In this May 14 photo, Pacific Crest Trail self-supported speed record setter Heather Anderson of Bellingham, Wash., enjoys the scent of blooming serviceberry while hiking near Sandpoint. In 2013, Anderson, who goes by the trail name Anish, didn’t have time to smell the flowers as she hiked the trail from Mexico to Canada in 60 days, 17 hours and 12 minutes, beating the previous record of 64 days.

SPOKANE, Wash. — “I’m not a particularly fast walker,” ?Heather Anderson said — much to the relief of ?her interviewer — as she recently hiked a North Idaho trail.

Campers can find solitude off Idaho’s beaten path

This undated photo shows a camp site by the North Fork of the Boise River in Idaho. There are lots of reasons to take the road less traveled and find some of Idaho’s most remote campgrounds. After the washboardy mountain roads, you’ll end up in a less-crowded campground. The adventurous camper can find solitude in developed campgrounds if he or she is willing to rough it on the road there, not at just the campsite. You will be a long ways from pavement and the RV crowd.

BOISE — There are lots of reasons to take the road less traveled and find some of Idaho’s most remote campgrounds.

Crowded but gorgeous: Dog Mountain on the Columbia

This photo taken May 15, 2014, shows a person walking along a trail along the upper meadows of Dog Mountain on the Washington side of the Columbia River Gorge near Stevenson, Wash. The mountain features a spectacular carpet of yellow balsamroot during May and early June. Reaching this paradise, which also offers excellent views of the Columbia River, requires a 2800 foot climb. (AP Photo/Statesman Journal, Zach Urness)

STEVENSON, Wash. (AP) — To climb Dog Mountain during the height of wildflower season is to experience the very best, and very worst, of the Columbia River Gorge all at once.

Idaho Trails: Hiking winter trails in the summer

On Saturday, Julie Painter hikes along the Tyro Loop trail near Kelly Canyon by following the blue diamond-shaped markers meant to guide cross-country skiers during the winter.

There was a turkey feather lying in the middle of the trail we were hiking on Saturday near Kelly Canyon. I reached down and picked it up and showed it to my dog Sunny. He started nibbling on it.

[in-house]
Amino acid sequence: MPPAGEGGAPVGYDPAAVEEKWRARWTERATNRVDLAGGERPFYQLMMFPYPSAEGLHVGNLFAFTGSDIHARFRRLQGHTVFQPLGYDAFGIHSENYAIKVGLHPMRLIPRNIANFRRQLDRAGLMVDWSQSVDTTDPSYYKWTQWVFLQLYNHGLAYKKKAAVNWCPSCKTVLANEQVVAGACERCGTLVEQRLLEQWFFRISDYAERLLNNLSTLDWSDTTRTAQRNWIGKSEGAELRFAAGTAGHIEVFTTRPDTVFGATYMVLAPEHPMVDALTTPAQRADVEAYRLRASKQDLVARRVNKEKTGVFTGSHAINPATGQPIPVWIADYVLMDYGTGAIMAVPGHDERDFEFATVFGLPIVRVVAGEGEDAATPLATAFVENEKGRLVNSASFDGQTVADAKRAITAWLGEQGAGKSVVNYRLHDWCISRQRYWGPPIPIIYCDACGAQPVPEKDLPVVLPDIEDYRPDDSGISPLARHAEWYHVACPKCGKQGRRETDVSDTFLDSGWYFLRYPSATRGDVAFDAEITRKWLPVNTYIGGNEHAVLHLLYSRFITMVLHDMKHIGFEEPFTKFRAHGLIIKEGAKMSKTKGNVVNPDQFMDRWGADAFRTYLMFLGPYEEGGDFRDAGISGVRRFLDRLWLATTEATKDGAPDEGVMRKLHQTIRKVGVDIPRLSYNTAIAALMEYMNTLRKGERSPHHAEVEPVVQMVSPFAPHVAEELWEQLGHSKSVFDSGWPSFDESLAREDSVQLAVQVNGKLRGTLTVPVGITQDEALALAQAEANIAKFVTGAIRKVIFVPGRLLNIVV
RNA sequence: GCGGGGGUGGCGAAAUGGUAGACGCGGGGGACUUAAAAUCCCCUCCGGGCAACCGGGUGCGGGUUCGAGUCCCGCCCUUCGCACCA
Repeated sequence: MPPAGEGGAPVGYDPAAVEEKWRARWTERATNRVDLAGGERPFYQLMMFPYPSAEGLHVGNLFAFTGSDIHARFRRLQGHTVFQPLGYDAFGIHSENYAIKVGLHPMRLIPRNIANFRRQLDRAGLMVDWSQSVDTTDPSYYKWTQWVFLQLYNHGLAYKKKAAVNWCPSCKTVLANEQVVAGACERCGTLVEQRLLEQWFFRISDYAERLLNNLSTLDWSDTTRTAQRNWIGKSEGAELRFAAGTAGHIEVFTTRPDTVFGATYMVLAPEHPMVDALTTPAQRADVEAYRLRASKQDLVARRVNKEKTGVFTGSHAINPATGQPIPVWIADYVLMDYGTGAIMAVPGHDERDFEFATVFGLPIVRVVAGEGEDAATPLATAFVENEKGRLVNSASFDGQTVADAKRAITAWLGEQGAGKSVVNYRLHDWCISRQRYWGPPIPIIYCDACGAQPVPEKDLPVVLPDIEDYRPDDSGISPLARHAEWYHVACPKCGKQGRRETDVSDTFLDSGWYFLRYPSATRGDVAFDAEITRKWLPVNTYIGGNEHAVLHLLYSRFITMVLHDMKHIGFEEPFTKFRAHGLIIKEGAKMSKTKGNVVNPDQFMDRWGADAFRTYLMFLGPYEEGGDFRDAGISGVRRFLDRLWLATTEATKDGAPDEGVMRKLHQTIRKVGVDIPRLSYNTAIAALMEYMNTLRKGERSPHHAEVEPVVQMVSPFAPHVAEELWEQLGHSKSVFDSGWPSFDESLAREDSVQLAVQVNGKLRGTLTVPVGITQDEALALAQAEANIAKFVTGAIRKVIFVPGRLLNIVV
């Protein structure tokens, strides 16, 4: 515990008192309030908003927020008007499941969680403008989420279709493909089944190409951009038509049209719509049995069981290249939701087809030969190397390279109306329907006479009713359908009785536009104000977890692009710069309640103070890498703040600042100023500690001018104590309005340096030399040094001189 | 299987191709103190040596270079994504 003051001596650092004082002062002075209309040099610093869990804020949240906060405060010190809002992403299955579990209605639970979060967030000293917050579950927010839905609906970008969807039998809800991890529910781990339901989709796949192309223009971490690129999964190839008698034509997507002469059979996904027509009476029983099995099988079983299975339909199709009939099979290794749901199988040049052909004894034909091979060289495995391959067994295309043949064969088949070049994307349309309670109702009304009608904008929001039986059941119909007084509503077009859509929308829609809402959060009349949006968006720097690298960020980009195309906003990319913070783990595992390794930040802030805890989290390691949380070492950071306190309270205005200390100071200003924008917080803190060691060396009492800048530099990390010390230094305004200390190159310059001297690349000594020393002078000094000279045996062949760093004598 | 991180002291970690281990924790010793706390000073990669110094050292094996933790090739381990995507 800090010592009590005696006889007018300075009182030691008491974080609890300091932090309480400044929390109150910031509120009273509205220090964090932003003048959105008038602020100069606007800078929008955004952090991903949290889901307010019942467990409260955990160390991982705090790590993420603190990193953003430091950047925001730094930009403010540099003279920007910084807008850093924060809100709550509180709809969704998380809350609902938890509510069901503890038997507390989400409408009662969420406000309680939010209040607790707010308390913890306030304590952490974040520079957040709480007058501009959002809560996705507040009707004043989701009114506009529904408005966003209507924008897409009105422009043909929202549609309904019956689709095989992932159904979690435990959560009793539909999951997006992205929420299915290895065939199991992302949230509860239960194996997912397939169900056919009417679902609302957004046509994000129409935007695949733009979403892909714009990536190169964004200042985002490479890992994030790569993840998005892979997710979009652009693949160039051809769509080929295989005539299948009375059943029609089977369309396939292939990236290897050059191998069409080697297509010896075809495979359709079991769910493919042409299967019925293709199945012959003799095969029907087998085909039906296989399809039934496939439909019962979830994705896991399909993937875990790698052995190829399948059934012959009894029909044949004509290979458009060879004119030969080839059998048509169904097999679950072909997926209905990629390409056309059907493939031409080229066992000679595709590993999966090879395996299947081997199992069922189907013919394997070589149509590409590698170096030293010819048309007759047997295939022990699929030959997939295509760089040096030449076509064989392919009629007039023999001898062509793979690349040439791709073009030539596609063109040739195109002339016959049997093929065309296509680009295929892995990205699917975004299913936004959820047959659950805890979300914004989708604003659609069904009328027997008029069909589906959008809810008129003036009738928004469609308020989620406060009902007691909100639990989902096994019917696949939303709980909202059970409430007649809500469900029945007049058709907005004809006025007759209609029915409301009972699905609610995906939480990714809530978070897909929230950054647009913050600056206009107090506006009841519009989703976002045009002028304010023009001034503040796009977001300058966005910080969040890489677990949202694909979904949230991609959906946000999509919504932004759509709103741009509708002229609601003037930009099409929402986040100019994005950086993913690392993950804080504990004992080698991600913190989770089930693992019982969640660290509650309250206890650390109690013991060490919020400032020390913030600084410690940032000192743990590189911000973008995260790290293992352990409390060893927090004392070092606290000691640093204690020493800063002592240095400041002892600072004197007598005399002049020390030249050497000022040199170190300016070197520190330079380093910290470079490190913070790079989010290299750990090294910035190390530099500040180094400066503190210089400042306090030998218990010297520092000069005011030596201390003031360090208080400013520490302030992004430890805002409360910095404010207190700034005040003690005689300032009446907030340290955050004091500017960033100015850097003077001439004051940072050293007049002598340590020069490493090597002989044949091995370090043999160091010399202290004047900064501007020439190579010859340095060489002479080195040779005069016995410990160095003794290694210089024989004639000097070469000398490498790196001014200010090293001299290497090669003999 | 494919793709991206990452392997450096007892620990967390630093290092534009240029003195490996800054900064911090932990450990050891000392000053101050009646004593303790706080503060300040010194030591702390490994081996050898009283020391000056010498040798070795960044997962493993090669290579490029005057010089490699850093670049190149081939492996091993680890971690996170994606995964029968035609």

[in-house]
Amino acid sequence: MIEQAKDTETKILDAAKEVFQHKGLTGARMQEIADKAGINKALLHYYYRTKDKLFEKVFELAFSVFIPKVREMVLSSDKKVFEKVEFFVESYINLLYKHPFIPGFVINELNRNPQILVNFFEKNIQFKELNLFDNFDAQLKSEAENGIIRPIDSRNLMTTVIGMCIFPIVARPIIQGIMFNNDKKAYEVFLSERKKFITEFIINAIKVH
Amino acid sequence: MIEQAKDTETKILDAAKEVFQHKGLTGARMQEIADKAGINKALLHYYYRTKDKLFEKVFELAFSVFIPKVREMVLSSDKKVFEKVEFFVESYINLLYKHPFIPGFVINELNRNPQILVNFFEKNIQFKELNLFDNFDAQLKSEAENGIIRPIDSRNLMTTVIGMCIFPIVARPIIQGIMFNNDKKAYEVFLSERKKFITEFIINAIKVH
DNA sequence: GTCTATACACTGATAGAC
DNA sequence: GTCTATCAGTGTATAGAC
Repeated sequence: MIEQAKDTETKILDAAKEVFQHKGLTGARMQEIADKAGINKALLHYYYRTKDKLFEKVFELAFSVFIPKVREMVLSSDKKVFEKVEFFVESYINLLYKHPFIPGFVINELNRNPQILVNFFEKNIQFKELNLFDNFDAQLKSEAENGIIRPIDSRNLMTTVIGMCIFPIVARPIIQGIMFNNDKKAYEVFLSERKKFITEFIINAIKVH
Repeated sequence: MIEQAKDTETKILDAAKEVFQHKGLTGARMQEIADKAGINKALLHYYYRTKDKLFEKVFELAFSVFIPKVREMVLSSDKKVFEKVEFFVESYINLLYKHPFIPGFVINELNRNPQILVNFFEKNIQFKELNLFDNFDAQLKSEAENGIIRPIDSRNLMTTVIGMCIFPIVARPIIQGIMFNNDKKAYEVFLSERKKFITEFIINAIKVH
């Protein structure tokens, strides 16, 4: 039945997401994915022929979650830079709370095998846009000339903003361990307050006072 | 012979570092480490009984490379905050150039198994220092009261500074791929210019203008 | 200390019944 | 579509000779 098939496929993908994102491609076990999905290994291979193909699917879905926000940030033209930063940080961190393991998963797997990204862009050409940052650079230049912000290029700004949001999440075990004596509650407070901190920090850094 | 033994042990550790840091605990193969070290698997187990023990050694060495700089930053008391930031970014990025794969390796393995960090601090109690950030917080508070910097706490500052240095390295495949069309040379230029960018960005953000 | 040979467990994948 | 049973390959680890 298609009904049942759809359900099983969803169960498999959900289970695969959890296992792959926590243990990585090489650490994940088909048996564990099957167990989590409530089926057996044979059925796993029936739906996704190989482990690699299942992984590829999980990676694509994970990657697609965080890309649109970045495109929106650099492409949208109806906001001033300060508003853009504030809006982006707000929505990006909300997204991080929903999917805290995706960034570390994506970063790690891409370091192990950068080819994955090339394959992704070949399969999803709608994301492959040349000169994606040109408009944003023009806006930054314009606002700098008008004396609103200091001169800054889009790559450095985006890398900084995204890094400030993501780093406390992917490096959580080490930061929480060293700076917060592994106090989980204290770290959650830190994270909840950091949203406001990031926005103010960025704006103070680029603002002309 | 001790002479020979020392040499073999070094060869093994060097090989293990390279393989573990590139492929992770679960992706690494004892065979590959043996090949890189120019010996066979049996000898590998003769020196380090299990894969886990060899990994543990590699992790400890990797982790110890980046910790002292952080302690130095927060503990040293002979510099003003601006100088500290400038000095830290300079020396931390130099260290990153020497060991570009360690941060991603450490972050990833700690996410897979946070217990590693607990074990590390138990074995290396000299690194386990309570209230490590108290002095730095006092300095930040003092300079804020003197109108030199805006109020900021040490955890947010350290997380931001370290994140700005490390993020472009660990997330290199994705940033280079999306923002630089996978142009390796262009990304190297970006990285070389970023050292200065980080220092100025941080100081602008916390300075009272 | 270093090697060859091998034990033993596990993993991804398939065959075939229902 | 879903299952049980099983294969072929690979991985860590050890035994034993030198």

Thrill of the aantler gather in northwest Wyoming

Matt Clark, of Afton, Wyo., relieves his horse of two saddle bags full of elk antlers Thursday, May 1, 2014, after spending the night searching for sheds in the Bridger-Teton National Forest near Jackson, Wyo. (AP Photo / Jackson Hole News&Guide, Bradly J. Boner)

JACKSON — Don Hoard and his 16-year-old daughter Alex Howell were the first in line at the South Park Wildlife Habitat Management Area at 9 p.m. April 30.

Uncrowded fishing on Colville Reservation

Fly fisherman Walt Balek stands with his dog, Cargo, as he lands a Lahontan cutthroat trout at Omak Lake, May 5, 2014, on the Colville Indian Reservation in Washington. Scattered about the million-acre reservation, two dozen of about 35 fishable lakes are open to non-tribal anglers. A few of them range from good to outstanding. All of them are crowd-free. (AP Photo/The Spokesman-Review, Rich Landers)

NESPELEM, Wash. (AP) — The Colville Indian Reservation may be the best fishing destination in the state where most Washington anglers have never wet a line.

Nature column: Time to celebrate birds

This marsh wren says “You don’t need a reason to celebrate birds,” but if you want to join in the fun of International Migratory Bird Day on May 17, unite other wildlife enthusiasts at the Ducks Unlimited Market Lake Ranch at Roberts.

I fretted about the upcoming International Migratory Bird Day this Saturday and its theme, Why Birds Matter, as I watched the swallows at Market Lake stitch the air with their aerobatic flight.